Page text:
TORRANCE, Calif.–County-run Harbor-UCLA Medical Center in Torrance failed to keep its operating rooms clean and to protect its patients from possible infection, it was reported.

According to a report obtained by the Los Angeles Times, federal inspectors found hospital rooms that had holes in the ceilings or that were dusty and cluttered.

Operating rooms were kept at the wrong humidity level, which can lead to the spread of germs, The Times reported.

Some hospital staffers were not always washing their hands according to policy.

“The hospital failed to maintain a sanitary environment for the provision of surgical services,” an inspector wrote. “This could lead to contaminated surfaces in the operating room and the spread of infection.”

The infection control problems found at the county-run hospital earlier this year were so serious that the federal government sent a letter this summer threatening to revoke Medicare funding, a move that could financially destroy the institution. The county submitted a plan of correction.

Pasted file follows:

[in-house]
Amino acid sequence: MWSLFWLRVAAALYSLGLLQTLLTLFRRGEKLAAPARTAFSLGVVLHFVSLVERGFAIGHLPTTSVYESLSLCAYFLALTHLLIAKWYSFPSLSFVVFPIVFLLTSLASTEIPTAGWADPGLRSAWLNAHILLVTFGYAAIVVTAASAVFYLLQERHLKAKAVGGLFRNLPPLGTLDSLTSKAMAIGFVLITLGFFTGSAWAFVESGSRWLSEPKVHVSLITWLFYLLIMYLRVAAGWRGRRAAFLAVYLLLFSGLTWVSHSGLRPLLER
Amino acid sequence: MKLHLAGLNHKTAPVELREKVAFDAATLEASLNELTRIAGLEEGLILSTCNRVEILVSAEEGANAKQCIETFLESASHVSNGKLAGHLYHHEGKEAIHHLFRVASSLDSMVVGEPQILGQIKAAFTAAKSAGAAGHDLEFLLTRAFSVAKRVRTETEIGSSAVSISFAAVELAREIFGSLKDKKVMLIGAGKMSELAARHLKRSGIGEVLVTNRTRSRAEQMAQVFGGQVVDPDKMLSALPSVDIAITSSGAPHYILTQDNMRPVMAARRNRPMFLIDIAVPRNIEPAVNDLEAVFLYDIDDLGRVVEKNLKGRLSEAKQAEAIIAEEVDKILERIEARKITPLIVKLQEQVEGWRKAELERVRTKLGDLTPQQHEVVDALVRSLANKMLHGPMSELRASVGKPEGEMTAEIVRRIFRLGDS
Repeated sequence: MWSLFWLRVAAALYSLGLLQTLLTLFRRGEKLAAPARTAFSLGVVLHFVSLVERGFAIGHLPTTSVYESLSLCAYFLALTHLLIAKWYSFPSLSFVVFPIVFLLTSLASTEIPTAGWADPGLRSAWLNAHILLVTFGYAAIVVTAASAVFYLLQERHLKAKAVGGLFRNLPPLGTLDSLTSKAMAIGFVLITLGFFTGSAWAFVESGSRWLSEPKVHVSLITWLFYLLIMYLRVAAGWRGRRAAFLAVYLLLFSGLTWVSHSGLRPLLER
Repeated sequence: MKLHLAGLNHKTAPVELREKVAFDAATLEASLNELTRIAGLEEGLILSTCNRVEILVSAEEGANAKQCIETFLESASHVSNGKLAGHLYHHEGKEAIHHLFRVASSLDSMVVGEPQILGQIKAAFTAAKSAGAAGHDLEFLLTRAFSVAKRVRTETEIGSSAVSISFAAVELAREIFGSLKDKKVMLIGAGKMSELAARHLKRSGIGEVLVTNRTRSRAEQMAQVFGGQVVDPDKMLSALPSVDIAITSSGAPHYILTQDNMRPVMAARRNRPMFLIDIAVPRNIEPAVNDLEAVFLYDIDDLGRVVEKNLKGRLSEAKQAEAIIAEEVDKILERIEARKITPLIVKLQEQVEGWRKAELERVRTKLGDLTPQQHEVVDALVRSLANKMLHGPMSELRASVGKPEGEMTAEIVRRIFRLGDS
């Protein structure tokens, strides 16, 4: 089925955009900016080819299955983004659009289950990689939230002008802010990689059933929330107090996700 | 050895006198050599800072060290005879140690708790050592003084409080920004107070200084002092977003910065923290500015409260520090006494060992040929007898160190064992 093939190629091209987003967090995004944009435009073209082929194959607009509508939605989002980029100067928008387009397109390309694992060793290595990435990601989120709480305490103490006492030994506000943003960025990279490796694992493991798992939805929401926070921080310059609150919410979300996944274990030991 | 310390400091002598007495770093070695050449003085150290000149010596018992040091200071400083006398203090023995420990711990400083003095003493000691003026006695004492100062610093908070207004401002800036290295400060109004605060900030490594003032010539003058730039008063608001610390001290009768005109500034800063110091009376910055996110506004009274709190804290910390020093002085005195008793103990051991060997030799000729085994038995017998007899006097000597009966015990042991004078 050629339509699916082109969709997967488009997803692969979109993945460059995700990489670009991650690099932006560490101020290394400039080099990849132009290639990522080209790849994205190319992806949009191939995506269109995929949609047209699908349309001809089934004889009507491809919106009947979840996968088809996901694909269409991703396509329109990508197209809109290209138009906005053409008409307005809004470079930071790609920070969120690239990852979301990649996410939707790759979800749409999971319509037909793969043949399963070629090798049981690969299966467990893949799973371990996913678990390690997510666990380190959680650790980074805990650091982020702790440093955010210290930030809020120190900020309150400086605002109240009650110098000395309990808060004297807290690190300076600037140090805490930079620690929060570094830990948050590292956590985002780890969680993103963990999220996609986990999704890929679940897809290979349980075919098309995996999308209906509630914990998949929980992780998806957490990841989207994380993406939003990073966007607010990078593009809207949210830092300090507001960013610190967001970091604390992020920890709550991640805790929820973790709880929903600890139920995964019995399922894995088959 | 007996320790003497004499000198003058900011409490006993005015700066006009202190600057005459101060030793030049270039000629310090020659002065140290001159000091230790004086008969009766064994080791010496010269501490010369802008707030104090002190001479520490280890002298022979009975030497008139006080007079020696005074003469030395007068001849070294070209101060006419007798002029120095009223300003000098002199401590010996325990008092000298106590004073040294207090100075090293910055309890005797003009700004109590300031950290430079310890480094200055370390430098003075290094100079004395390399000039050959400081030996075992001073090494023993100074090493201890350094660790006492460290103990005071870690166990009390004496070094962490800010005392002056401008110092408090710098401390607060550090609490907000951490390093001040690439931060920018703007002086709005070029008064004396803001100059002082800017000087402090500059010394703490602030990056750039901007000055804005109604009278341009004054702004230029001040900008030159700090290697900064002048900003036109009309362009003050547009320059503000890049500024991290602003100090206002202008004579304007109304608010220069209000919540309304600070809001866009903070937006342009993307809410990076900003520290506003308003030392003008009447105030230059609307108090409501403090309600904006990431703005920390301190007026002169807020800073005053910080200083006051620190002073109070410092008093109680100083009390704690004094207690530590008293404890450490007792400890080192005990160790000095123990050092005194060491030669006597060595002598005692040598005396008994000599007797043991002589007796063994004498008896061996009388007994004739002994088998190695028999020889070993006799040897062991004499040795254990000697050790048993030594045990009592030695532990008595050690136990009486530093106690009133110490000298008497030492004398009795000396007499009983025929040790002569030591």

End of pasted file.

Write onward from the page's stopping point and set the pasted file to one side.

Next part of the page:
The federal agency has not issued its follow-up report.

A series of patient-care lapses, some resulting in death, led to the eventually closing of county-run Martin Luther King Jr.-Drew Medical Center in 2007, which the Los Angeles County Board of Supervisors is in the process of reviving. A new hospital is set to open in 2013.

Harbor-UCLA was completed in 1963, and the county is spending about $323 million to build a 190,000-square-foot hospital to replace the original.

Construction is scheduled to be completed in 2013.

The state also cited the hospital for not quickly screening and stabilizing two patients who went to the emergency room complaining of chest pain, The Times reported. Another patient who had been hit by a car died after nurses failed to closely monitor his condition, according to the state.

The hospital has remained accredited by the Joint Commission, though it had 21 complaints that met the criteria for review by the agency.